Facebook Twitter

Award-winning pianist to perform at Tabernacle

SHARE Award-winning pianist to perform at Tabernacle

At age 7, Kevin Kenner was already performing Chopin Prelude No. 20 on the piano in sacrament meeting. Now a concert pianist of international stature, he will be the featured artist at a concert of the Orchestra at Temple Square in the Salt Lake Tabernacle Sept. 22.

Admission for the 7:30 p.m. concert is free, but tickets are required and are available at the Conference Center Ticket Office. Seating is limited to those 8 years of age and older.

Brother Kenner, who grew up in San Diego, Calif., and now lives in London, England, recalls playing prelude music for early morning priesthood meetings. His youthful repertoire included excerpts from the Tchaikovsky Concerto No. 1 in D Minor, which he will perform at the Tabernacle concert. As a youth, he also sang solos and gave talks, "all of which no doubt promoted my favorable attitude toward audiences and stages," he said.

"I will never forget traveling around the San Diego Mission with Elder Hartman Rector Jr. [now an emeritus General Authority] performing at the various conferences he had organized, including one meeting in which President Spencer W. Kimball attended," Brother Kenner said. "Elder Rector made a prediction at that time, nearly 25 years ago, that the day would come when I would play in the great halls of Europe and be heard by millions."

The fulfillment of that prediction began when he was 17 and participated in the International Chopin Piano Competition in Warsaw, Poland, winning 10th prize. Ten years later, in 1990, he returned to the competition and won the top prize, the People's Prize and the Polonaise Prize. That year, he also won the bronze medal at the International Tchaikovsky Piano Competition in Moscow, together with a special prize for his interpretation of Russian Music.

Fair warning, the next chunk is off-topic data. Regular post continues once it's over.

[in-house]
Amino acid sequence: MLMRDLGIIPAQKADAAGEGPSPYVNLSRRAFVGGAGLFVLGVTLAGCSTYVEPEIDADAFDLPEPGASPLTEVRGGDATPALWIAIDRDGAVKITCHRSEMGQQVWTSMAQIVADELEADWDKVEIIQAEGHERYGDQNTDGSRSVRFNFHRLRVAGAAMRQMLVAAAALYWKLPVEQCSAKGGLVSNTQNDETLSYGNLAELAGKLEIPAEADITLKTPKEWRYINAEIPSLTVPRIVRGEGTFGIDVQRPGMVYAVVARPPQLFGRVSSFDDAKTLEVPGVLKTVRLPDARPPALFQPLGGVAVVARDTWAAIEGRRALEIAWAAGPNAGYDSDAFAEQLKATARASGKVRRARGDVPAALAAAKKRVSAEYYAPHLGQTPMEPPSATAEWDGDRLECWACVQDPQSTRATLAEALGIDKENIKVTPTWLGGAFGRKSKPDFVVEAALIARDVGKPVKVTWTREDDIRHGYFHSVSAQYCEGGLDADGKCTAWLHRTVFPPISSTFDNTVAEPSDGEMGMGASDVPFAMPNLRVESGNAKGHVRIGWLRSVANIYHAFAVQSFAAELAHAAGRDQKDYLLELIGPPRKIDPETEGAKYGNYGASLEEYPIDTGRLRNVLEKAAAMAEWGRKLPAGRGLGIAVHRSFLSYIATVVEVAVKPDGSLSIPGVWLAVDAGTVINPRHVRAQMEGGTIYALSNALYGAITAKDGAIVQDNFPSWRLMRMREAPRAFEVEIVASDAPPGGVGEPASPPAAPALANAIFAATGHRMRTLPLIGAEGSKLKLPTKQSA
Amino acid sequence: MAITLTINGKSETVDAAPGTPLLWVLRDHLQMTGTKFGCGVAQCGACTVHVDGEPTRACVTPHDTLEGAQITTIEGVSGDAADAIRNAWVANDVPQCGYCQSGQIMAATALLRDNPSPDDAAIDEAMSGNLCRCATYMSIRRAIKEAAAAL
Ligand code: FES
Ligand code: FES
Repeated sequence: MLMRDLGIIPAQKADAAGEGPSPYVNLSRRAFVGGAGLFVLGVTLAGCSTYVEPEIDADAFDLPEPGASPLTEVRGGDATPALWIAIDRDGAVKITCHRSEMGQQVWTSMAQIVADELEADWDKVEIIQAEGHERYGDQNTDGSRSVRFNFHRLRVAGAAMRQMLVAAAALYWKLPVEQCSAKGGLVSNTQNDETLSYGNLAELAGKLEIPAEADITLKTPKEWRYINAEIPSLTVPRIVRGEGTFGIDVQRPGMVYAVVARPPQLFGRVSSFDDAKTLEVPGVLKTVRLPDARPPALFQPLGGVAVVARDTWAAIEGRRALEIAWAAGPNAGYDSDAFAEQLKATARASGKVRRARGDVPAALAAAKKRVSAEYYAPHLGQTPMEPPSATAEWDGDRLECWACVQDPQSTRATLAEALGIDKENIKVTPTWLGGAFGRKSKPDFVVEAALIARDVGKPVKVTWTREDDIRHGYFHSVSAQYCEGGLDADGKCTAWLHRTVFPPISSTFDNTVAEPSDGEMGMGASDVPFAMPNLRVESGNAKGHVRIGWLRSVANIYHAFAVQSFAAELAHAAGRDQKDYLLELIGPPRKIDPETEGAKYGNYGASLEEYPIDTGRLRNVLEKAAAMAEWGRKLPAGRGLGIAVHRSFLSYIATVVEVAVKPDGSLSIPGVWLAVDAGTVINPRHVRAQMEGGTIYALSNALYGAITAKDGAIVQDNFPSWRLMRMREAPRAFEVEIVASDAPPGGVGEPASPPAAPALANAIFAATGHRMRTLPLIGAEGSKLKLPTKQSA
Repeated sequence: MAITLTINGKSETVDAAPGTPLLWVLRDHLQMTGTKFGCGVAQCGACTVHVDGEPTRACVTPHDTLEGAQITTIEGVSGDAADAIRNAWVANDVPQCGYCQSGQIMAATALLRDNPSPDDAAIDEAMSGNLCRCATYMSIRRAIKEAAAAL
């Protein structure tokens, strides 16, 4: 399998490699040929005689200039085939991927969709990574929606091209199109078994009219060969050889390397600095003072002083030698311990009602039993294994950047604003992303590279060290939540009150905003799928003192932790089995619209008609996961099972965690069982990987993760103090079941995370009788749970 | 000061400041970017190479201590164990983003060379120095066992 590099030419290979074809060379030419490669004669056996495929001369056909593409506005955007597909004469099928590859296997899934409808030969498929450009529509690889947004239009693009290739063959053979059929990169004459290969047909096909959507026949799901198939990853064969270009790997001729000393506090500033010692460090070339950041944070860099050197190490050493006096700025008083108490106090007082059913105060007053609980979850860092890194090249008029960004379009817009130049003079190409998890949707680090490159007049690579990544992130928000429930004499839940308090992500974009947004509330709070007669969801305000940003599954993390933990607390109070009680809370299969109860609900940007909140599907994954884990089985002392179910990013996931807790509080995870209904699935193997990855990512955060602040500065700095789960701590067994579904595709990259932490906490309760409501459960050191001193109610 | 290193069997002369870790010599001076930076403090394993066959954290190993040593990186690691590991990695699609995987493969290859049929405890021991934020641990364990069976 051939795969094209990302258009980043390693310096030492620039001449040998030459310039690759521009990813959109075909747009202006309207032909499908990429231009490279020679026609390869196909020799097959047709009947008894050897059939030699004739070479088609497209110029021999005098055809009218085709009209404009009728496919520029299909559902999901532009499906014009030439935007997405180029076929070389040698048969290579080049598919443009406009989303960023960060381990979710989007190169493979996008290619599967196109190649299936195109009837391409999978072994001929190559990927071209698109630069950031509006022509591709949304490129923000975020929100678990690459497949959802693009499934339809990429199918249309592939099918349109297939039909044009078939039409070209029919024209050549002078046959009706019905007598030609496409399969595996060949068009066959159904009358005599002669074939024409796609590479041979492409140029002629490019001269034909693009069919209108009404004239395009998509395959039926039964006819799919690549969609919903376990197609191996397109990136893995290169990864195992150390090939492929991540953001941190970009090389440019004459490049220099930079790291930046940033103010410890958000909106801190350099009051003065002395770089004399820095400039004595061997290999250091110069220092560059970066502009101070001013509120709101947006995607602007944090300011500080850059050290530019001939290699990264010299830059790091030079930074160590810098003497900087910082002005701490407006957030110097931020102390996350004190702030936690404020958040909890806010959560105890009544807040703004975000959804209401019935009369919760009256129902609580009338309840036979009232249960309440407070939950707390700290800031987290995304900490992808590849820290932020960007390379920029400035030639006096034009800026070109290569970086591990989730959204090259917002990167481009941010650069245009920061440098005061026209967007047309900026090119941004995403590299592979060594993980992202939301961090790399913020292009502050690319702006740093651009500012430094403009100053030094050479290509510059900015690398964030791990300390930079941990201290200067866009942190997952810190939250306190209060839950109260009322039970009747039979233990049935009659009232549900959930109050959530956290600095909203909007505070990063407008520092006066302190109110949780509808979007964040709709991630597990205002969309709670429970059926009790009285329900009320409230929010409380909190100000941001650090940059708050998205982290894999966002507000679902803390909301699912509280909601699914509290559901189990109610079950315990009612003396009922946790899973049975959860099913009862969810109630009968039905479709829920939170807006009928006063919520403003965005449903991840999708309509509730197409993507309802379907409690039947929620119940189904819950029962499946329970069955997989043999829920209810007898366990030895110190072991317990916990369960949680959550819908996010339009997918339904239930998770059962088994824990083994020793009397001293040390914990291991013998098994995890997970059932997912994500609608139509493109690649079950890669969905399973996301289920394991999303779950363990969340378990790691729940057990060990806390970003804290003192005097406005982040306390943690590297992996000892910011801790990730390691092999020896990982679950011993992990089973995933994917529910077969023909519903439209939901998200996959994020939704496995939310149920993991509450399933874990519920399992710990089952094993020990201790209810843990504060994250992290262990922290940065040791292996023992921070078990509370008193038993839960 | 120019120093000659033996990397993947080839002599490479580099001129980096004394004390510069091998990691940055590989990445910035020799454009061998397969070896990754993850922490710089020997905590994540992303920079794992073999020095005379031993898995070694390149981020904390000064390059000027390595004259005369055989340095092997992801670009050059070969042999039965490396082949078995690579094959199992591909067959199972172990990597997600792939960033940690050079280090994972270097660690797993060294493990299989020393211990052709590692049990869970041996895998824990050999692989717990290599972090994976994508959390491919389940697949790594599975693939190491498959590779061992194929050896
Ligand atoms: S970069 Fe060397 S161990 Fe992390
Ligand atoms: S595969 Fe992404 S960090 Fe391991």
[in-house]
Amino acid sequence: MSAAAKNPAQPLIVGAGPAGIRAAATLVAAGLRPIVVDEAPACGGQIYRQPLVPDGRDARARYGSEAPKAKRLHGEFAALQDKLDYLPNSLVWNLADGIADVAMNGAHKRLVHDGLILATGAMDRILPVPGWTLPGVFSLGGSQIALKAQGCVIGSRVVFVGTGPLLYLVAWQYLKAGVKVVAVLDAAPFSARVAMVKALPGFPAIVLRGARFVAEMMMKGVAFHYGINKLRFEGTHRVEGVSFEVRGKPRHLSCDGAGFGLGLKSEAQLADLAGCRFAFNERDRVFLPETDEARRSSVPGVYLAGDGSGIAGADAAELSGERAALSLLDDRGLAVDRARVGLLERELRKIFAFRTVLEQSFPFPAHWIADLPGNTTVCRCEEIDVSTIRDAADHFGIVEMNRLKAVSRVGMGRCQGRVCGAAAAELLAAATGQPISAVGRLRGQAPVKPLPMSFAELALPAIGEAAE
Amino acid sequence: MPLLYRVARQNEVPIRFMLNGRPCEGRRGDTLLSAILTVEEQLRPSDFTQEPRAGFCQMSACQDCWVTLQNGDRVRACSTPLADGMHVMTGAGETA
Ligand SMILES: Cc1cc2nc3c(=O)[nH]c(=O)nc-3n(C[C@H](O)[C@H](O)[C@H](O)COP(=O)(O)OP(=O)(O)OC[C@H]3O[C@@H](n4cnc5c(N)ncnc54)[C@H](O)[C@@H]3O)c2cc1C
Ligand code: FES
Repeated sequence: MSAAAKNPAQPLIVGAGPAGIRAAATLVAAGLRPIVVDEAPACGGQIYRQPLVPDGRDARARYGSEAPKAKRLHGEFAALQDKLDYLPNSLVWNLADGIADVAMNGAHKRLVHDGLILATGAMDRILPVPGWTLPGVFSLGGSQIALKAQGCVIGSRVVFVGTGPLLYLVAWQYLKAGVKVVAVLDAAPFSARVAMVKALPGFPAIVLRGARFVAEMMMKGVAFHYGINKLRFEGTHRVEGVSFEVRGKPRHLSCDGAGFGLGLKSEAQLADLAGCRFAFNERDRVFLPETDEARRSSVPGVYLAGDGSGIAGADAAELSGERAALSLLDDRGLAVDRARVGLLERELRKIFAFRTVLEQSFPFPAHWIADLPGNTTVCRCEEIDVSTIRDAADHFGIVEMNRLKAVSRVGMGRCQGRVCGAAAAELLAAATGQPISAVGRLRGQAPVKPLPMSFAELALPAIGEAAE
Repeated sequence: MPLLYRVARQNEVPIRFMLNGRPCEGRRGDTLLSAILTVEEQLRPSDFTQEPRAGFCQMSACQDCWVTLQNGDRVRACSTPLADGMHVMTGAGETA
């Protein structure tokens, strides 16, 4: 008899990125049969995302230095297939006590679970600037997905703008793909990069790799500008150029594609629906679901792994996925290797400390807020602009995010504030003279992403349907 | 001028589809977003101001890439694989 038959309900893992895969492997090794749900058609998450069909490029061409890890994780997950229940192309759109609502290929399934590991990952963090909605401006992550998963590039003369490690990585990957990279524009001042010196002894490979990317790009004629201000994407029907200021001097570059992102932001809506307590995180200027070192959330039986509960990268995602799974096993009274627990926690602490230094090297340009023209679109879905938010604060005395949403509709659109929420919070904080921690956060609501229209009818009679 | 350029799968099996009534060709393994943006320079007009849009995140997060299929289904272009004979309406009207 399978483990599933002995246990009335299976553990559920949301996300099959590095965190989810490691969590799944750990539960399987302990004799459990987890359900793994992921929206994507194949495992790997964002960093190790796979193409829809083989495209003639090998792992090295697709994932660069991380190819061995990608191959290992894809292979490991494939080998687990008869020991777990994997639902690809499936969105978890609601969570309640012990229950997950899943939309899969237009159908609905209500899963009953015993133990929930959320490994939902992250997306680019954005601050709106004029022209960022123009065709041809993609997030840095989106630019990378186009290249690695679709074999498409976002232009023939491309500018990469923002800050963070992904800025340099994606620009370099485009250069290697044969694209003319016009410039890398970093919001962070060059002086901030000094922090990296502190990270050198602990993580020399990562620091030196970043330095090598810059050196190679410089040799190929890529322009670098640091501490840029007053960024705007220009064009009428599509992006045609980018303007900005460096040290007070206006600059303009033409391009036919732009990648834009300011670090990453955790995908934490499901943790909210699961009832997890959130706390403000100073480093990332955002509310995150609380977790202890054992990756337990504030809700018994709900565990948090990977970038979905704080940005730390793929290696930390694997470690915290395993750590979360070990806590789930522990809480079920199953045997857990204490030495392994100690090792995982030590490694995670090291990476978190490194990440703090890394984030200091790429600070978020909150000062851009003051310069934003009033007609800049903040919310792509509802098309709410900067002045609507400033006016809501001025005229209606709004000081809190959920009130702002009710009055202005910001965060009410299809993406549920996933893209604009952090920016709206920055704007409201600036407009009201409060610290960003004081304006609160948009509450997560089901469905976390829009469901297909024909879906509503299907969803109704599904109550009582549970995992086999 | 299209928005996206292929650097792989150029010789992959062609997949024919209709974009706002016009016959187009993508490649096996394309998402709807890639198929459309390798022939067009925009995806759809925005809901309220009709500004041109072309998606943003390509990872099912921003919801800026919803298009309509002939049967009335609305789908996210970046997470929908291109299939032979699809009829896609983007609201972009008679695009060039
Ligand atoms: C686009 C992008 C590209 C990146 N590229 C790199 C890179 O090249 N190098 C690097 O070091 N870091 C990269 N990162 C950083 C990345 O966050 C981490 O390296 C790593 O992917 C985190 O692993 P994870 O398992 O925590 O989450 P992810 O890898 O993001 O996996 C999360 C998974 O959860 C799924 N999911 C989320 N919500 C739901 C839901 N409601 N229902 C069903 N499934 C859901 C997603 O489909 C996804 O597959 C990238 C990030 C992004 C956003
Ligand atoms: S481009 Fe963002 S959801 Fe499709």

Other accolades have come since then, and he has performed as a soloist with world-class orchestras in the United States and abroad.

Gifted as he is, Brother Kenner understands the importance of seeking first the k/ingdom of God.

"From 1994-95, I interrupted my studies at the Peabody Conservatory of Music and spent a semester at BYU followed by a mission in Vienna, Austria," he said. "I was extremely fortunate to have as my mission president Elder Spencer Condie, who, having heard of my musical ability from my BYU piano teacher, Reid Nibley, quickly put my talents to use and sent me on a concert tour throughout the country."

When he returned to Peabody, one of his fellow students asked him where he had been and with whom he had been studying. She was astounded at his progress.

"From this experience and others, I have come to believe that music is, above all, a spiritual art, and although technical work facilitates many of the [solutions to] problems, the greatness of a performance lies in its spiritual properties," he remarked. "Music has the ability to reveal hidden meanings, things which cannot be expressed adequately in words. Music is, to me, far more than just a means of expressing devotion to God; it is an expression of divinity itself."

Brother Kenner is in his second year as a professor at the Royal College of Music in London. He is married to the former Sonia Dembinslea, and they are the parents of three daughters.